I had a different idea for this blog earlier in the week, but I woke up this morning exhausted. I am however, going to consider the events of the last day remnants of 2020 rather than attributing them to 2021. Despite the craziness, I still have hope for 2021, and I’m planning accordingly.
I have some concrete writing goals for 2021. As a professional writer, I have to. That means, as a rule, I have to find a way to work through the hard days. Hard days happen, whether we are facing personal challenges or reacting to events that impact an entire community. Granted, a global pandemic is quite a bit more than a hard day as we’ve had to adapt nearly every aspect of our lives in response. Similarly, civil or global unrest fosters a sense of disquiet that can last far beyond a bad day.
So, how do we approach our professional lives in the face of such unprecedented challenges?
Recalibrate and re-engage.
When we get sick, we need to take care of ourselves first. When we feel better, we can rework our schedule, re-engage, and move forward. The pandemic required us to recalibrate on a much larger scale, but we did it. We learned to use Zoom, we tightened our budgets, we had socially distanced cocktail parties and barbeques, and we continued to create. Maybe at first, we were shell-shocked. I know my productivity was impacted, but eventually we adapted. We recalibrated our approach and we reengaged. We’ve proved time and again that we are creative, resilient, and strong, and that we will weather the storm.
Have your box of tools ready.
I think we all need a toolbox we can pull from when we need to, whether it’s to get us through a minor personal crisis or a world-wide epidemic. There are days when the tool we need is a yoga class, and days when it’s wine, chocolate, and pajamas. Our community of friends, the good habits we have to support our health, comfort food, a walk in the woods, a good book, a good therapist – these are all potential tools in our box, ready for us to call on when we have need. Some days, the best thing we can do for ourselves is call it and go to bed. Some days, we need to power through. If we get in the habit of listening to our inner voice, and honoring it, we may find we get to the other side of our bad day more quickly.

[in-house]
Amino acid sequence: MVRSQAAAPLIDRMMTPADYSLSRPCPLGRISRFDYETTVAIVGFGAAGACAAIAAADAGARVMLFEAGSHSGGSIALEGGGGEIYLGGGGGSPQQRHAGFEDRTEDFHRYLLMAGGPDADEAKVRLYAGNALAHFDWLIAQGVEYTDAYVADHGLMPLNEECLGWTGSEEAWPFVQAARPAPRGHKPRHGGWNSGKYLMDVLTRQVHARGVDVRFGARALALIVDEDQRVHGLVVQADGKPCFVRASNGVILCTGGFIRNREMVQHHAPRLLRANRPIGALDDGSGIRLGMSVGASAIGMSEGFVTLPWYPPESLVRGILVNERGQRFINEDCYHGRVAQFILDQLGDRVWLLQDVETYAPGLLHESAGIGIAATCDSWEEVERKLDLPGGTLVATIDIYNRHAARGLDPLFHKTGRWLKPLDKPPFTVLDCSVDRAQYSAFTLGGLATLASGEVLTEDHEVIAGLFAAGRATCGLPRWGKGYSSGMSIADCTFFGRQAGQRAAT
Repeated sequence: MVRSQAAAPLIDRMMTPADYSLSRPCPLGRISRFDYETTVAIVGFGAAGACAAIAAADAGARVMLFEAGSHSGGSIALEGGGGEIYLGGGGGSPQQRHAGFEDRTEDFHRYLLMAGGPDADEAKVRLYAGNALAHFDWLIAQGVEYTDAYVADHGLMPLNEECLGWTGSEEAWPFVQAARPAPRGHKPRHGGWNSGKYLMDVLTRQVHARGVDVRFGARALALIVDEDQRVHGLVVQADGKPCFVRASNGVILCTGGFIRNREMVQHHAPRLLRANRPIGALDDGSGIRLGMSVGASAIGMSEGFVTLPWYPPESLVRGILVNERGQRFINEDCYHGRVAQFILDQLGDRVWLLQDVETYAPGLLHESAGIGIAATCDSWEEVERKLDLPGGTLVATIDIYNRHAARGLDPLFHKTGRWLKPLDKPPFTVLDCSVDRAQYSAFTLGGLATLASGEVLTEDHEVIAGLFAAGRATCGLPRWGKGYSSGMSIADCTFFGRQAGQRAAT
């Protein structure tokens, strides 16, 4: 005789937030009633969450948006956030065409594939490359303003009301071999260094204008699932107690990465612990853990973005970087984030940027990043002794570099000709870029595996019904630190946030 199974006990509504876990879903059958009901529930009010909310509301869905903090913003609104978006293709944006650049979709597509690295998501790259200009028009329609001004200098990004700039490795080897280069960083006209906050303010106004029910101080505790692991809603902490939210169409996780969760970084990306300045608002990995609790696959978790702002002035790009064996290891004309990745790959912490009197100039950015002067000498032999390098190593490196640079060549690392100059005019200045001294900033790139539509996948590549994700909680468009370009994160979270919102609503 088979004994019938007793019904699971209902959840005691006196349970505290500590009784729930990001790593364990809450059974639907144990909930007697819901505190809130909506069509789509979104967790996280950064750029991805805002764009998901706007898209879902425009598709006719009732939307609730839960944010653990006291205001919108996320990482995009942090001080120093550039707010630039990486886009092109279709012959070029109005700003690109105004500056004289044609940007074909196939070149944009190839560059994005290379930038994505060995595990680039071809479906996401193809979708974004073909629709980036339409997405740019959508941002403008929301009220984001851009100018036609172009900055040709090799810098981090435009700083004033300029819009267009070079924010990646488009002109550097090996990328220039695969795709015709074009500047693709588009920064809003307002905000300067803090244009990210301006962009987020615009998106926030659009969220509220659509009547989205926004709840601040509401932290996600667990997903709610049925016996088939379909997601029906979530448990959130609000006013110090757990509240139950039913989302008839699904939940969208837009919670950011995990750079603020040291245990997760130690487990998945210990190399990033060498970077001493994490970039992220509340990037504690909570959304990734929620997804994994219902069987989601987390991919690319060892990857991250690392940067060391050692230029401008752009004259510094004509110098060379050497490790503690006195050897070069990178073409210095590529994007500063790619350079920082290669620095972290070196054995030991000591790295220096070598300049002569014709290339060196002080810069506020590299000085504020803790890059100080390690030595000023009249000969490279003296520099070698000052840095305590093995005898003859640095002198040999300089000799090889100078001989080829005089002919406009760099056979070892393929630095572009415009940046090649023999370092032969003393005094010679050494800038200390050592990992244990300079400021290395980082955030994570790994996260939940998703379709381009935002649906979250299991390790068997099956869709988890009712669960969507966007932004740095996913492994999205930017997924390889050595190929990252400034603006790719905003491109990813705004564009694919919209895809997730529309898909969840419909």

Storytelling is important.
As storytellers, we have a vital role in society and culture. Words have power. Stories offer differing perspectives and allow us to experience things outside our own lives or comfort zones. While I firmly believe that our first and only obligation as fiction writers is to tell a good story, we do have an opportunity to tackle issues, to offer insight, and to explore the human condition. The act of creating can be healing, for the writer and for the reader. We create with words. We connect through words. Never doubt that our job is important.
So, let’s all set our goals for the New Year. Let’s do it to show we are resilient and strong. Let’s remember the lessons we’ve learned from 2020, and walk forward with courage and hope.